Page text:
Covid-19 vaccines have caused a rise in excess deaths since pandemic began: Peer-reviewed journal

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New York, United States of America (USA)

More than 3 million excess deaths have been recorded in the US, Europe and Australia since 2020. (Unsplash/Representative)

Study suggests Covid vaccine may cause additional deaths in US and Western countries. Investigation into underlying causes urged

A recent study by a peer-reviewed journal suggested that Covid-19 vaccines may be linked to the “unprecedented” rise in excess deaths in the United States and other Western countries since the start of the pandemic.

Scientists who looked at mortality data from 47 Western countries revealed that despite the widespread rollout of Covid vaccines and various prevention measures, excess mortality rates have remained at alarming levels since 2020. New York Post The researchers stressed the need for a thorough investigation into the underlying causes of this continued increase in excess deaths, the report said.

Their findings were published in the peer-reviewed journal BMJ Public Healthunderscored the complexity of the situation. The study highlighted the dichotomy between the intended protection against COVID-19 and the documented adverse events associated with vaccines. “After the pandemic, the same ethics must apply,” the researchers stressed, referring to the moral imperative to protect lives through both prevention measures and vaccination efforts.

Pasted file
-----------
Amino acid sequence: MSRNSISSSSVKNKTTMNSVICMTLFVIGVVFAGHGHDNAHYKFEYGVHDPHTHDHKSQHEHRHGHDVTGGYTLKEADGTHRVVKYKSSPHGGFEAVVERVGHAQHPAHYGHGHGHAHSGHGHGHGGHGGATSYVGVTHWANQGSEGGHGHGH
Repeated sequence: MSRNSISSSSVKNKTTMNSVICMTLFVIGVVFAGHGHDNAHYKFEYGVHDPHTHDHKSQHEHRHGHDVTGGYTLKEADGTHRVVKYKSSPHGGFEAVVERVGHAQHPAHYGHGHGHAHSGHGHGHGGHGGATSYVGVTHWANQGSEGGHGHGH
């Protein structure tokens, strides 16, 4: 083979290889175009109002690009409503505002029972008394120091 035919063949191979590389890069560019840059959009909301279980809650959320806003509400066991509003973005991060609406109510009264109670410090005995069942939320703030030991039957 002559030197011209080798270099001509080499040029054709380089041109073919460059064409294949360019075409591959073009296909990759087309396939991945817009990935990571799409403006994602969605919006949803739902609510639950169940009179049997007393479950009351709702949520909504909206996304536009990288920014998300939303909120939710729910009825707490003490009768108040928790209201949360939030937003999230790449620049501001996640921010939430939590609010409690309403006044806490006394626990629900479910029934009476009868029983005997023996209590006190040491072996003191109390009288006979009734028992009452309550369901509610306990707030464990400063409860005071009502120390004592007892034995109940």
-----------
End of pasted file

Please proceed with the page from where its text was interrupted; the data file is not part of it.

According to the study, more than 3 million excess deaths have been recorded in the US, Europe and Australia since 2020. Despite a peak of over 1 million excess deaths in 2020 during the peak of the pandemic, numbers have been worryingly higher in subsequent years, with 1.2 million in 2021 and 800,000 in 2022. These figures include deaths directly caused by the virus as well as those resulting from health strategies employed to curb its spread and impact.

The researchers also highlighted the documentation of serious adverse effects of vaccines, such as ischemic stroke, acute coronary syndrome, and brain hemorrhage. The study cautions that “this commonality hinders clinical suspicion and consequently their recognition as adverse vaccine reactions,” underscoring the challenge of identifying and addressing potential risks associated with vaccination efforts.